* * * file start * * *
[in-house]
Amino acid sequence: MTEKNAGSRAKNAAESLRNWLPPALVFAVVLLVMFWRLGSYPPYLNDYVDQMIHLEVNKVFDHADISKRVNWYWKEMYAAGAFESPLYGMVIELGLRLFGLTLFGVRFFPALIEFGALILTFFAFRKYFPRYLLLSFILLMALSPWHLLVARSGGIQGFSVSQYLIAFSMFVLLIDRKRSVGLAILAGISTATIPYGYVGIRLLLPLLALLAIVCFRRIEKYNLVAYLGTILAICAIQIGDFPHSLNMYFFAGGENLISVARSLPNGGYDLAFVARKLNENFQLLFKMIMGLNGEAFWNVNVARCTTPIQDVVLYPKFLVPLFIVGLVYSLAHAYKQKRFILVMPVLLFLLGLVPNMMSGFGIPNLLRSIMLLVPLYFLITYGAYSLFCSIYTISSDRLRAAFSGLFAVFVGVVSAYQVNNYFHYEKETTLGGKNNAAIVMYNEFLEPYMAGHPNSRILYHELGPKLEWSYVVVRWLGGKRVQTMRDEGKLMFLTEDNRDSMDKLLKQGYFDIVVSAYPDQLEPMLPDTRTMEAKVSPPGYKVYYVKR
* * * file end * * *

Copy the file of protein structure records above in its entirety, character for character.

[in-house]
Amino acid sequence: MTEKNAGSRAKNAAESLRNWLPPALVFAVVLLVMFWRLGSYPPYLNDYVDQMIHLEVNKVFDHADISKRVNWYWKEMYAAGAFESPLYGMVIELGLRLFGLTLFGVRFFPALIEFGALILTFFAFRKYFPRYLLLSFILLMALSPWHLLVARSGGIQGFSVSQYLIAFSMFVLLIDRKRSVGLAILAGISTATIPYGYVGIRLLLPLLALLAIVCFRRIEKYNLVAYLGTILAICAIQIGDFPHSLNMYFFAGGENLISVARSLPNGGYDLAFVARKLNENFQLLFKMIMGLNGEAFWNVNVARCTTPIQDVVLYPKFLVPLFIVGLVYSLAHAYKQKRFILVMPVLLFLLGLVPNMMSGFGIPNLLRSIMLLVPLYFLITYGAYSLFCSIYTISSDRLRAAFSGLFAVFVGVVSAYQVNNYFHYEKETTLGGKNNAAIVMYNEFLEPYMAGHPNSRILYHELGPKLEWSYVVVRWLGGKRVQTMRDEGKLMFLTEDNRDSMDKLLKQGYFDIVVSAYPDQLEPMLPDTRTMEAKVSPPGYKVYYVKR